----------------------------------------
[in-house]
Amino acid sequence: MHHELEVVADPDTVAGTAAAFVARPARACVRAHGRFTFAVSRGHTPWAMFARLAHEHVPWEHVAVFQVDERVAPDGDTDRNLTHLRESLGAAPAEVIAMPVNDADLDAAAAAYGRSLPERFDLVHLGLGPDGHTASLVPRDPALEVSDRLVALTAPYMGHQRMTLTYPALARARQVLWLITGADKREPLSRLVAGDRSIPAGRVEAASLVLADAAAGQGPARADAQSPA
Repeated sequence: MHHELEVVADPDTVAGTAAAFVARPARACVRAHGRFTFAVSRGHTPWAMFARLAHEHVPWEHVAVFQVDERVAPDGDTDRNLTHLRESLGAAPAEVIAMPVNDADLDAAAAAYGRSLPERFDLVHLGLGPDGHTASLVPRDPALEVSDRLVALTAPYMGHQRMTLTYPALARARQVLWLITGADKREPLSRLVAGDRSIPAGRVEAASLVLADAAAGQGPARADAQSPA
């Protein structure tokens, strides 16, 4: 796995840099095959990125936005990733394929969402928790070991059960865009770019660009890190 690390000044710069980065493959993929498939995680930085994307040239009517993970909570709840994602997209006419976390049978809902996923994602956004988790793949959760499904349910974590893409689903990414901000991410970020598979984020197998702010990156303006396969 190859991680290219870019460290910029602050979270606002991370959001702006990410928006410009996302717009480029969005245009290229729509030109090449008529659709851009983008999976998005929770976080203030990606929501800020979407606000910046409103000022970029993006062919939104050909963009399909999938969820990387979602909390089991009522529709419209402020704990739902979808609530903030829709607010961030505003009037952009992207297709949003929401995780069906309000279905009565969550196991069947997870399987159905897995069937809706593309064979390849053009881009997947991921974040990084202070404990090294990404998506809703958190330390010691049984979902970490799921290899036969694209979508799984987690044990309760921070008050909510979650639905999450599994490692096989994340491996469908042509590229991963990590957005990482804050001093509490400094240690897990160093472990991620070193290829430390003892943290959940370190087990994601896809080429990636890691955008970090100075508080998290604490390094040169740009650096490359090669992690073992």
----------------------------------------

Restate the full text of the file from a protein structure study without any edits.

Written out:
[in-house]
Amino acid sequence: MHHELEVVADPDTVAGTAAAFVARPARACVRAHGRFTFAVSRGHTPWAMFARLAHEHVPWEHVAVFQVDERVAPDGDTDRNLTHLRESLGAAPAEVIAMPVNDADLDAAAAAYGRSLPERFDLVHLGLGPDGHTASLVPRDPALEVSDRLVALTAPYMGHQRMTLTYPALARARQVLWLITGADKREPLSRLVAGDRSIPAGRVEAASLVLADAAAGQGPARADAQSPA
Repeated sequence: MHHELEVVADPDTVAGTAAAFVARPARACVRAHGRFTFAVSRGHTPWAMFARLAHEHVPWEHVAVFQVDERVAPDGDTDRNLTHLRESLGAAPAEVIAMPVNDADLDAAAAAYGRSLPERFDLVHLGLGPDGHTASLVPRDPALEVSDRLVALTAPYMGHQRMTLTYPALARARQVLWLITGADKREPLSRLVAGDRSIPAGRVEAASLVLADAAAGQGPARADAQSPA
């Protein structure tokens, strides 16, 4: 796995840099095959990125936005990733394929969402928790070991059960865009770019660009890190 690390000044710069980065493959993929498939995680930085994307040239009517993970909570709840994602997209006419976390049978809902996923994602956004988790793949959760499904349910974590893409689903990414901000991410970020598979984020197998702010990156303006396969 190859991680290219870019460290910029602050979270606002991370959001702006990410928006410009996302717009480029969005245009290229729509030109090449008529659709851009983008999976998005929770976080203030990606929501800020979407606000910046409103000022970029993006062919939104050909963009399909999938969820990387979602909390089991009522529709419209402020704990739902979808609530903030829709607010961030505003009037952009992207297709949003929401995780069906309000279905009565969550196991069947997870399987159905897995069937809706593309064979390849053009881009997947991921974040990084202070404990090294990404998506809703958190330390010691049984979902970490799921290899036969694209979508799984987690044990309760921070008050909510979650639905999450599994490692096989994340491996469908042509590229991963990590957005990482804050001093509490400094240690897990160093472990991620070193290829430390003892943290959940370190087990994601896809080429990636890691955008970090100075508080998290604490390094040169740009650096490359090669992690073992």